and creative,” he said. “A lot of these buildings were used as apparel
space, and apparel people are also creative, and as that business has
contracted in size, it’s left these open spaces with high ceilings that
architects crave.”

Abraham Hidary, the
president of Hidrock Realty, a developer and landlord with three
buildings in the Garment District on West 36th Street between Fifth and
Sixth avenues, said he recently signed two architectural firms in the
area: WBTL Architects and China Construction Design International. Over
the course of several weeks this spring, another seven architecture
firms also looked at space in Hidrock’s buildings, where rents range
from $40 to $45 a square foot. Companies were looking for spaces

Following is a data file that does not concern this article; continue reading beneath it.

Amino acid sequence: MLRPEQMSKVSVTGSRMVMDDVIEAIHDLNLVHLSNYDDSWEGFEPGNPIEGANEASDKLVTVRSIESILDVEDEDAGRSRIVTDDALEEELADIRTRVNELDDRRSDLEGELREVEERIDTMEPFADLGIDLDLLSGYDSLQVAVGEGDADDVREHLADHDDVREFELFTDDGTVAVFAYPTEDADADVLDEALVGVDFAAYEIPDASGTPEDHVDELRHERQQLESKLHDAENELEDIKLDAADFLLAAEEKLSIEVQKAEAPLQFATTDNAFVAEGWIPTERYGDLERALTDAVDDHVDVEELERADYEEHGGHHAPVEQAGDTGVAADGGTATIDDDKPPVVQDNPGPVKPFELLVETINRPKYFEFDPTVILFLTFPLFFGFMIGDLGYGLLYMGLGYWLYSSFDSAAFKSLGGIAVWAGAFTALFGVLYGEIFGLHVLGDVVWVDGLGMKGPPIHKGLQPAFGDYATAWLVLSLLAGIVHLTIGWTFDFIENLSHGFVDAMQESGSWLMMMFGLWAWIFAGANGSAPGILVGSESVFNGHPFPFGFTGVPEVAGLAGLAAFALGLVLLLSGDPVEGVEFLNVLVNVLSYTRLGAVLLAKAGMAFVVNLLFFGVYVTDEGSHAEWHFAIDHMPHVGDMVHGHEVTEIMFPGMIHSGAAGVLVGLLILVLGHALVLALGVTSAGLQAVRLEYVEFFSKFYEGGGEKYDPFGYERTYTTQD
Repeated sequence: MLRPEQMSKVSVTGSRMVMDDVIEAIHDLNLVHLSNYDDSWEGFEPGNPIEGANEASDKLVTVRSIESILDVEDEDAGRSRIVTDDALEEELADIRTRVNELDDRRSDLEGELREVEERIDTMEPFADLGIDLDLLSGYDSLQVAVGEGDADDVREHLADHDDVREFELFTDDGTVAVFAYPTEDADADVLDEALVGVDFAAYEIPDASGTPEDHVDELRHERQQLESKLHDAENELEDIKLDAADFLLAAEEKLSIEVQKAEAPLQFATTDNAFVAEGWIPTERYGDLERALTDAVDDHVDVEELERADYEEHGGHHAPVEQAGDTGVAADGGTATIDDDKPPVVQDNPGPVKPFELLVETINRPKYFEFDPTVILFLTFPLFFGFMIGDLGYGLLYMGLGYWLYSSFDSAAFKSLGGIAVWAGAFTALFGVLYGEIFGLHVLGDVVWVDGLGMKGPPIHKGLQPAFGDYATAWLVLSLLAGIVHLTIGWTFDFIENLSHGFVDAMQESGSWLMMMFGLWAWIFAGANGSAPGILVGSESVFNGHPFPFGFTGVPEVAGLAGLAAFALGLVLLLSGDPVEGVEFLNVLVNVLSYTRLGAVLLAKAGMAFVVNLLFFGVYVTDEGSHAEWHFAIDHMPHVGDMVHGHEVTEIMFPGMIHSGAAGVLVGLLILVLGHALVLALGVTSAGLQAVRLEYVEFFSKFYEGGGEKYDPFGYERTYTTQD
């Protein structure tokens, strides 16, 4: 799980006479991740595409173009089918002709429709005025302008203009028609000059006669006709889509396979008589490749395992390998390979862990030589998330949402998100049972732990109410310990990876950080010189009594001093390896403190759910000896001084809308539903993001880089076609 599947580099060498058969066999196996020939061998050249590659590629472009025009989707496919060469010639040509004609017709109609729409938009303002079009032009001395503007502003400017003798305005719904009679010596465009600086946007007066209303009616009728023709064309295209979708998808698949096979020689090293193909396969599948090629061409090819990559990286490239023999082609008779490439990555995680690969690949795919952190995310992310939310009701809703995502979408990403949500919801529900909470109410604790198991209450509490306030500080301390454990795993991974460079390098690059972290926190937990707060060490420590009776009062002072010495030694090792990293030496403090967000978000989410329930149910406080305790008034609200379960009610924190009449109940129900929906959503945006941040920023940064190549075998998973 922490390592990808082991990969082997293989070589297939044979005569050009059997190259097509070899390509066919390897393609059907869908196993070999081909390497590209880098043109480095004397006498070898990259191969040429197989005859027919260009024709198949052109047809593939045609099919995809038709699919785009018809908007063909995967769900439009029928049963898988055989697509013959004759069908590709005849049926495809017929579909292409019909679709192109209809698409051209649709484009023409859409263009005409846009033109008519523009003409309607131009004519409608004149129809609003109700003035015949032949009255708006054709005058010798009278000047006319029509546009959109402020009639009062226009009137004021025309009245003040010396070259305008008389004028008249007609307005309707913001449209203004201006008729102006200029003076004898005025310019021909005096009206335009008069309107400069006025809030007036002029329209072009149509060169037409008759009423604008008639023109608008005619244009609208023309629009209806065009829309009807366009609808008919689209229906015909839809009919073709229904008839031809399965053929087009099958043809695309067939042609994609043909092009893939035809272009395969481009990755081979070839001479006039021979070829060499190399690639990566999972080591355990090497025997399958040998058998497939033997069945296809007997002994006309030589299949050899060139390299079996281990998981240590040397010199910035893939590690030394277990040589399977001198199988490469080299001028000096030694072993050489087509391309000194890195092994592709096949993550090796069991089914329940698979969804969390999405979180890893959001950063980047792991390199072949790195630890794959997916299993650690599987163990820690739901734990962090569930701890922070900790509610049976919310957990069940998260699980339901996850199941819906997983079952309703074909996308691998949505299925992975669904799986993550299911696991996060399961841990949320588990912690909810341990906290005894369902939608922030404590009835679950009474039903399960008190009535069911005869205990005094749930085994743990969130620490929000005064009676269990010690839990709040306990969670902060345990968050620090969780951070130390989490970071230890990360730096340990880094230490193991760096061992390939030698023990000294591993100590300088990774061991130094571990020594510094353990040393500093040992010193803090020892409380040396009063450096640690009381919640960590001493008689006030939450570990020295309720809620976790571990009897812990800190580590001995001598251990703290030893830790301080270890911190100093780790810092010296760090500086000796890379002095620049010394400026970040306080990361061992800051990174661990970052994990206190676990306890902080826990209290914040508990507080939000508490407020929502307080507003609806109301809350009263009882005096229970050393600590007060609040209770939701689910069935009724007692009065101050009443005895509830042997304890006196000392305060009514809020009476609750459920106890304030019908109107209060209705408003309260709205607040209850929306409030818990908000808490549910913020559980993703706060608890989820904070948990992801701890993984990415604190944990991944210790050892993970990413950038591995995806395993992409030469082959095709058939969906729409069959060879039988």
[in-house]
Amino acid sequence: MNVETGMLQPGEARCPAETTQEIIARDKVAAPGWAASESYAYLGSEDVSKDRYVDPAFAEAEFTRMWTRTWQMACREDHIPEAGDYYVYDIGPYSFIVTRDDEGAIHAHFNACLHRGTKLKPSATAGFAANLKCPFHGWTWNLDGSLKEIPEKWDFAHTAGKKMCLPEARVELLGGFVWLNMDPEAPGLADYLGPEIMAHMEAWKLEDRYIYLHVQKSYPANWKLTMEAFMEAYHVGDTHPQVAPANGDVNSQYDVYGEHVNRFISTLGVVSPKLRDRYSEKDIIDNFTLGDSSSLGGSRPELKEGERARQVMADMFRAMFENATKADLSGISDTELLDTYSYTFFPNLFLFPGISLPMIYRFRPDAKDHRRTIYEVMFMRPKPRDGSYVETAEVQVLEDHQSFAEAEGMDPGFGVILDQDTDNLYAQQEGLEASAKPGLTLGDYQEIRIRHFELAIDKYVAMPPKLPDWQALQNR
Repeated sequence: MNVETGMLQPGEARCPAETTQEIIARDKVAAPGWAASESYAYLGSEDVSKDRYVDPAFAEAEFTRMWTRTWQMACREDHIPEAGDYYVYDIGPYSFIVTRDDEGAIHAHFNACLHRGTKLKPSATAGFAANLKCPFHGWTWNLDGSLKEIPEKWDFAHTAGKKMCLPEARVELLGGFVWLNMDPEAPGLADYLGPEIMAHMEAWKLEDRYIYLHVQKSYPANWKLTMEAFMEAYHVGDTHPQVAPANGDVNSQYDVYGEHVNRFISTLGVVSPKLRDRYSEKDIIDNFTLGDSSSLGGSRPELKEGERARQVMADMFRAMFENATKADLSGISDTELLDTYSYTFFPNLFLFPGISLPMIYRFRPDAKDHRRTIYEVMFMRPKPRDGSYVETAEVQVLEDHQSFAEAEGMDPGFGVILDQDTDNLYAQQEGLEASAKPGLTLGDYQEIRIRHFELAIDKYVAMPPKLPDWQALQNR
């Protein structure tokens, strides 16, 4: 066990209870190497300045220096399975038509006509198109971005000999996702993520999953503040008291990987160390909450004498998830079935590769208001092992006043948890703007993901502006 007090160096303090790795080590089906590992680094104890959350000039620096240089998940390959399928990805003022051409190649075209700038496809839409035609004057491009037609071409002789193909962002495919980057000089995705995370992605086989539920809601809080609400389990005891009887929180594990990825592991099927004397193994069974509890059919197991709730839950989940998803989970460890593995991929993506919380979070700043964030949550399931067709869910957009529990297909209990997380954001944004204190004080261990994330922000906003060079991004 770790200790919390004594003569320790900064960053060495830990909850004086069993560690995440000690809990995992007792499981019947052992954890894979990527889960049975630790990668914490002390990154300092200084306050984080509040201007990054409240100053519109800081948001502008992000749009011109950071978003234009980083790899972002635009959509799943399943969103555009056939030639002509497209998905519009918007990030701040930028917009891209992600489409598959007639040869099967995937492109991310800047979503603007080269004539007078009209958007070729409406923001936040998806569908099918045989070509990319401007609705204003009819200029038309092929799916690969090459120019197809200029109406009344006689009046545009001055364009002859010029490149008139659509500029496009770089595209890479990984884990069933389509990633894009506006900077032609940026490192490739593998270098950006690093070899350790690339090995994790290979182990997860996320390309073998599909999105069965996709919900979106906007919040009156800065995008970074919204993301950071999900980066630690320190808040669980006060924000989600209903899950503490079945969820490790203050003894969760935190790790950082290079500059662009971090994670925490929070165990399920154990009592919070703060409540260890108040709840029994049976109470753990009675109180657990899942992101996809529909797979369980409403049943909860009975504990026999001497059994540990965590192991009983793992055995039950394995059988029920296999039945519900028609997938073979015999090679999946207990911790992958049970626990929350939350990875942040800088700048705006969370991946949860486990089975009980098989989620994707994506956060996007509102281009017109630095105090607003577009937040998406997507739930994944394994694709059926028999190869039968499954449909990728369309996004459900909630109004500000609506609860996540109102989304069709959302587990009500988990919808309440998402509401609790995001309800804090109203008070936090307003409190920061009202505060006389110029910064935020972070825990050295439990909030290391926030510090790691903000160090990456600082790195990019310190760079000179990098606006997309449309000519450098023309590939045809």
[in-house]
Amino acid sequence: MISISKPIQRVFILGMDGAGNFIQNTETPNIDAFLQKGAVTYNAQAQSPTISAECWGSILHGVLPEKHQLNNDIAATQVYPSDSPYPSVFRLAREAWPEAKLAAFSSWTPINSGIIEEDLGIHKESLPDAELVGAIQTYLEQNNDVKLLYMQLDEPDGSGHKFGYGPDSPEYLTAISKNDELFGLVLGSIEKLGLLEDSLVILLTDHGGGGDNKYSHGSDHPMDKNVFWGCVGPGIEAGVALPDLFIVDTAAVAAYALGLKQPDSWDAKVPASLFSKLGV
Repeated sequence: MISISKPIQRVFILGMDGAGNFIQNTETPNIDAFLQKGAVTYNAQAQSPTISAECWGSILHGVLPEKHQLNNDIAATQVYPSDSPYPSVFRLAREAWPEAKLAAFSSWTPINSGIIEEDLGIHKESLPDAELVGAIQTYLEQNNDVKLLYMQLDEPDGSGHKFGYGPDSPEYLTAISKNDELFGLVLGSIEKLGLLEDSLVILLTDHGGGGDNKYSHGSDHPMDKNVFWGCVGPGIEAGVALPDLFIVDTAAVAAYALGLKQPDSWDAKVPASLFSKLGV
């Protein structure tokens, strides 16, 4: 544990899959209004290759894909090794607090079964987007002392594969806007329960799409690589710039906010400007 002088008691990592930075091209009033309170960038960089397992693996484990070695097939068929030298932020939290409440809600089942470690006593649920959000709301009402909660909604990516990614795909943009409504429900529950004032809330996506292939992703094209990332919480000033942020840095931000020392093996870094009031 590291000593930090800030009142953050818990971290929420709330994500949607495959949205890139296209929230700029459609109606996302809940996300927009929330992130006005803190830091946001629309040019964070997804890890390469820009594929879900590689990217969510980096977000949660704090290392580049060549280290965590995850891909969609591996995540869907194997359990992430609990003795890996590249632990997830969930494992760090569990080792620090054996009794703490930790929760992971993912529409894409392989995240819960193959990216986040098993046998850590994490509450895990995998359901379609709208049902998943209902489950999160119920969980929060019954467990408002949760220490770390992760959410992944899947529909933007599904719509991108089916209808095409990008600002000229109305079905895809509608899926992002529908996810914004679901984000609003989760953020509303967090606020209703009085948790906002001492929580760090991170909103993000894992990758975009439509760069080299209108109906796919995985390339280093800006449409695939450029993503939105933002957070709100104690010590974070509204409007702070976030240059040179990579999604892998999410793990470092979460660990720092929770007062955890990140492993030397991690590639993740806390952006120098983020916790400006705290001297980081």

ranging in size from 2,000 to 6,500 square feet, he said.

“What our buildings
have that’s probably a benefit is a very lofty feel,” Hidary said.
“There are open ceilings, the concrete floor look, very large windows
that are not cut by a drop ceiling, exposed ductwork. It’s a raw look.

“There are also
buildings further down that have that in Soho and Union Square, but
we’re in a better transit area, right between Penn Station and Grand
Central and the Port Authority.”

Barbara Raskob, the
director of leasing at the Kaufman Organization and a commercial real
estate owner and manager, said that at one point Chelsea was highly
fashionable for architects, but that she has seen the Garment District
grow in popularity. Though architects no longer need ample open spaces
for their large drawing tables, since they use computers now, they